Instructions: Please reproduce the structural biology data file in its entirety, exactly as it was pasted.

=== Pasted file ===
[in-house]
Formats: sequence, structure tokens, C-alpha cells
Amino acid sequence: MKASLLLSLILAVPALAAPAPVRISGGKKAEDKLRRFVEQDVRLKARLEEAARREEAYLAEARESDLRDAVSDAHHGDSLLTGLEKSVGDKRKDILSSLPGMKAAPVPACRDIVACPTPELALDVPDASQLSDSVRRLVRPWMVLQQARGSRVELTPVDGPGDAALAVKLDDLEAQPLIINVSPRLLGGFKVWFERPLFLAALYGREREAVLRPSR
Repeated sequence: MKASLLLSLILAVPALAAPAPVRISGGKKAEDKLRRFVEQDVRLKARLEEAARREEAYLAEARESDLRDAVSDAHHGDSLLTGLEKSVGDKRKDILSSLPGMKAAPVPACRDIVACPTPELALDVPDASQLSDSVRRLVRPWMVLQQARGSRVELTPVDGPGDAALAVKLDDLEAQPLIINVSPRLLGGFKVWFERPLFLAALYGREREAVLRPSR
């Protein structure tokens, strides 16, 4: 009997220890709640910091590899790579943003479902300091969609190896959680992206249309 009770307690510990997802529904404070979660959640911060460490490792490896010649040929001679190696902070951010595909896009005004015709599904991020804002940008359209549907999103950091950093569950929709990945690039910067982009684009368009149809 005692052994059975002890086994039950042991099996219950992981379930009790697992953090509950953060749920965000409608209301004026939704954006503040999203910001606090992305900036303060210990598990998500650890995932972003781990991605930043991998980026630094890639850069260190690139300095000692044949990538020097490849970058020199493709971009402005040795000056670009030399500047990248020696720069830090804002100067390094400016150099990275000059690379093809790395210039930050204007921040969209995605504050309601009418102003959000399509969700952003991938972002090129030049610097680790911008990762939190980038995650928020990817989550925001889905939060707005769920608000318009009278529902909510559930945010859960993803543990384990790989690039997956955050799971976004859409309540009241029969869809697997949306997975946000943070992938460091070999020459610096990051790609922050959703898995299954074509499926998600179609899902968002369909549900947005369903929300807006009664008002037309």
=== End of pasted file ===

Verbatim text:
[in-house]
Formats: sequence, structure tokens, C-alpha cells
Amino acid sequence: MKASLLLSLILAVPALAAPAPVRISGGKKAEDKLRRFVEQDVRLKARLEEAARREEAYLAEARESDLRDAVSDAHHGDSLLTGLEKSVGDKRKDILSSLPGMKAAPVPACRDIVACPTPELALDVPDASQLSDSVRRLVRPWMVLQQARGSRVELTPVDGPGDAALAVKLDDLEAQPLIINVSPRLLGGFKVWFERPLFLAALYGREREAVLRPSR
Repeated sequence: MKASLLLSLILAVPALAAPAPVRISGGKKAEDKLRRFVEQDVRLKARLEEAARREEAYLAEARESDLRDAVSDAHHGDSLLTGLEKSVGDKRKDILSSLPGMKAAPVPACRDIVACPTPELALDVPDASQLSDSVRRLVRPWMVLQQARGSRVELTPVDGPGDAALAVKLDDLEAQPLIINVSPRLLGGFKVWFERPLFLAALYGREREAVLRPSR
């Protein structure tokens, strides 16, 4: 009997220890709640910091590899790579943003479902300091969609190896959680992206249309 009770307690510990997802529904404070979660959640911060460490490792490896010649040929001679190696902070951010595909896009005004015709599904991020804002940008359209549907999103950091950093569950929709990945690039910067982009684009368009149809 005692052994059975002890086994039950042991099996219950992981379930009790697992953090509950953060749920965000409608209301004026939704954006503040999203910001606090992305900036303060210990598990998500650890995932972003781990991605930043991998980026630094890639850069260190690139300095000692044949990538020097490849970058020199493709971009402005040795000056670009030399500047990248020696720069830090804002100067390094400016150099990275000059690379093809790395210039930050204007921040969209995605504050309601009418102003959000399509969700952003991938972002090129030049610097680790911008990762939190980038995650928020990817989550925001889905939060707005769920608000318009009278529902909510559930945010859960993803543990384990790989690039997956955050799971976004859409309540009241029969869809697997949306997975946000943070992938460091070999020459610096990051790609922050959703898995299954074509499926998600179609899902968002369909549900947005369903929300807006009664008002037309």